In the nineties, it was called Integrated Pest Management, or IPM in short. As part of a special project, the Bangladesh Department of Agricultural Extension (DAE) formed farmers clubs, organized to help farmers learn natural solutions to managing crop pests. The DAE’s objective was to reduce the widespread use of chemical pesticides, which can often be harmful to human health and the environment.
Over the years, DAE authorities have added more components to these groups, known as IPM clubs, though they operate as integrated crop management (ICM) clubs. Now dealing with a much broader spectrum of agricultural issues, farmers of these clubs are trained in pest management and modern farming practices, including the balanced use of fertilizer and quality seed production and preservation, among other yield-enhancing techniques. Today, there are nearly 20,000 such farmers’ clubs across the country.
To further contribute to these DAE efforts, IFDC, through its AAPI project, is effectively using the clubs to spread urea deep placement (UDP) fertilizer technology, known locally as Guti urea. UDP is a proven technology being used to enhance the productivity of rice and vegetables, cutting production costs while also protecting environment. The farmers of the IPM/ICM clubs, who are more aware of modern farming practices than others, are quickly adopting the UDP technology.
In 2007, the DAE formed an IPM Club with 25 farmers at Birampur village in Trishal, Mymensingh. The officials involved provided the members with training on ways to identify both harmful insects and helpful insects. In the training program, farmers also learned about preparing remedies from plants that are available throughout their villages.
“Unless a pest attack is severe, we don’t use chemical pesticides now,” said M. Harun-ur-Rashid, 60, chairman of the club in Chak Rampur block, where there are about 600 farmers. He added that everybody there knows about the club because of its activities that include screening videos, spraying natural, homemade crop protection products (CPPs), catching insects using traps, etc. “If anybody faces troubles with pest attacks in their crop, they rush to the club members for advice. When other farmers benefit from their advice, our members feel very good about it,” he said.
In 2010, UDP fertilizer technology came to Trishal. Forty members of the club in Trishal were trained in the use and benefits of UDP through AAPI. The project also offered a briquetting machine to produce Guti urea fertilizer. It was a lucrative offer at the subsidized rate of Tk 38,000 (about US $515). The club purchased the machine before the Boro season in 2010 and has been producing large amounts of Guti in every rice season since then.
“During this year’s Boro season alone, we produced and sold 150 metric tons of Guti urea,” said Azizul Haque, 28, secretary of the IPM Club. “Almost all the members of the club know how to operate the briquette machine,” he said, adding that members take turns operating the machine, which eliminates the need for extra laborers. From the shop, he sells Guti urea to farmers outside of the club while also meeting the demand of club members.
Club members said that almost all farmers in Birampur, except for a few, use Guti urea. Because their farmers already plant rice in rows, the fertilizer technology is extremely effective in increasing yields. The trend has increased with the introduction of Guti urea, which not only increases productivity, but also reduces the chances of pest attacks because of the greatly reduced instances of weeds. Natural pest management in one hand and Guti urea use in the other has taken them to new heights in terms of using better farm practices. Both of the technologies are used in rice and vegetable cultivation, they added.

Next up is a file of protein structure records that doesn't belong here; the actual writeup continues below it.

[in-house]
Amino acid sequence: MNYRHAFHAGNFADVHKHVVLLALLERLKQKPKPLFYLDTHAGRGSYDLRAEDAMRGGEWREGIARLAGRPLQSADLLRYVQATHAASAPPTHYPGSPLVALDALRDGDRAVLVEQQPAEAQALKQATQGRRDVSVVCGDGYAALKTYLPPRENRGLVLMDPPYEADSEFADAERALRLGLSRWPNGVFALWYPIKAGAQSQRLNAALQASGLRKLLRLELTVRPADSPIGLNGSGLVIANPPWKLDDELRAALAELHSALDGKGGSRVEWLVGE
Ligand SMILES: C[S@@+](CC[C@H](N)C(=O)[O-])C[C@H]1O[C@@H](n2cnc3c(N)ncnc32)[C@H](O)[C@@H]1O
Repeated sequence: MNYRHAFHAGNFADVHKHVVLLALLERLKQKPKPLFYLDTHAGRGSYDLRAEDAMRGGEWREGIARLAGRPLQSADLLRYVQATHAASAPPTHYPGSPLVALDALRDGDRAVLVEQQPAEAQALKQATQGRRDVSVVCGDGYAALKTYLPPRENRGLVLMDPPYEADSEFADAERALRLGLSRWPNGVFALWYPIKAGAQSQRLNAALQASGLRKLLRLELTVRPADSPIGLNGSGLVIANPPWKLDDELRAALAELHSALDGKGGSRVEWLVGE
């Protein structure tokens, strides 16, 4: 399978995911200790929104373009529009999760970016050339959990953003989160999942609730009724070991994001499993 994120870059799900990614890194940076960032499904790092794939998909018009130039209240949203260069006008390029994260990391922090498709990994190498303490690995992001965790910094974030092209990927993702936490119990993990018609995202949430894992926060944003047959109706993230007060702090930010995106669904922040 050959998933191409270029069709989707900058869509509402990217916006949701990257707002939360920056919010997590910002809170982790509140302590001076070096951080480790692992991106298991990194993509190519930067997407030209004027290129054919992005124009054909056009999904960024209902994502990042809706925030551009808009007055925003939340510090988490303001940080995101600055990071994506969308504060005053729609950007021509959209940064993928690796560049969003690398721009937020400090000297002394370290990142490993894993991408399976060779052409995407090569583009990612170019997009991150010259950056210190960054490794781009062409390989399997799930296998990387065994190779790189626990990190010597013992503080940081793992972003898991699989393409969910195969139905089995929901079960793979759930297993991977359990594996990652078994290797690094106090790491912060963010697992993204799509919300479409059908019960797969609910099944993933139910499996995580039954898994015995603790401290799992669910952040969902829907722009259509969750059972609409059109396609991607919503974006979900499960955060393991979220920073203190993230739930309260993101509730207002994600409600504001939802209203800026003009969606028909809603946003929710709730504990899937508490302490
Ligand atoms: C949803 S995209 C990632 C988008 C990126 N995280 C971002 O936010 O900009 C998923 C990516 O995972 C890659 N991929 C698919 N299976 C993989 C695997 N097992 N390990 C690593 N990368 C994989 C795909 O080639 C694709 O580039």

“Using UDP, we grow four to five more maunds (40 kg) of rice in a bigha (33 decimals, or .13 hectare) of land than farmers who broadcast prilled urea on their crops,” said Harun-ur-Rashid. He also noted that farmers in the group even use Guti urea in cauliflower and water pumpkin cultivation, resulting in very high yields.
“Agriculture today is far better than that of 15 to 20 years ago,” Harun-ur-Rashid said.
According to Azizul, Agriculture Information Services (AIS) has provided the club with a computer, multimedia projector, microphone and generator. These tools are used to educate local farmers on modern crop cultivation and care. “We often arrange open sky shows and screen videos on modern farming,” he said.
The DAE and AAPI occasionally hire the club and its equipment for publicity programs that they arrange in Trishal. Thus, the group earns additional income to complement member fees and profits from sales of Guti urea. Today, they have a fund of about Tk 250,000 (about $3,400) that they are using to construct a building for the club. “Once it is complete, the club can operate its activities in a more organized manner,” Azizul said.
The farmers, however, made two specific requests – arranging for the purchase of mechanical UDP applicators and a Bangladesh Chemical Industries Corporation (BCIC) fertilizer dealership to service the club.
“If we have Guti applicators, every farmer in the block will use Guti urea. Some farmers cannot use Guti due to labor shortages during peak planting periods,” said Hafizul Islam. “A BCIC dealership to serve the club’s needs is crucial because sometimes fertilizer gets pricier at the current BCIC dealer’s shop, and sometimes it is not available at all,” he said.
“The club is now planning to buy a thresher machine,” added Hafizul, noting that the club has matured to the point that farmer-members are prepared to move toward farming mechanization to further increase their efficiency.